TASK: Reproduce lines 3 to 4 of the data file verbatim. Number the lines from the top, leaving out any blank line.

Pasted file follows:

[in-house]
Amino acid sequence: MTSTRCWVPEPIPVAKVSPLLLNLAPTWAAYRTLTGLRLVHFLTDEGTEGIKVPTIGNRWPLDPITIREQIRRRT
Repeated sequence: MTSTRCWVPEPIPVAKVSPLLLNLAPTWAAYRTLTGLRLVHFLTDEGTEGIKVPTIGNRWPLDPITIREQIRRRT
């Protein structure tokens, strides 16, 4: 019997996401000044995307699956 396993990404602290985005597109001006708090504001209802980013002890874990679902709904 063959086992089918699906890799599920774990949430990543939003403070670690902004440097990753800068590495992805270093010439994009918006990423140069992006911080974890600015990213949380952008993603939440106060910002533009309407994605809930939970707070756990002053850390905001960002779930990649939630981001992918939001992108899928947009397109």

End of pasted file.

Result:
Repeated sequence: MTSTRCWVPEPIPVAKVSPLLLNLAPTWAAYRTLTGLRLVHFLTDEGTEGIKVPTIGNRWPLDPITIREQIRRRT
């Protein structure tokens, strides 16, 4: 019997996401000044995307699956 396993990404602290985005597109001006708090504001209802980013002890874990679902709904 063959086992089918699906890799599920774990949430990543939003403070670690902004440097990753800068590495992805270093010439994009918006990423140069992006911080974890600015990213949380952008993603939440106060910002533009309407994605809930939970707070756990002053850390905001960002779930990649939630981001992918939001992108899928947009397109």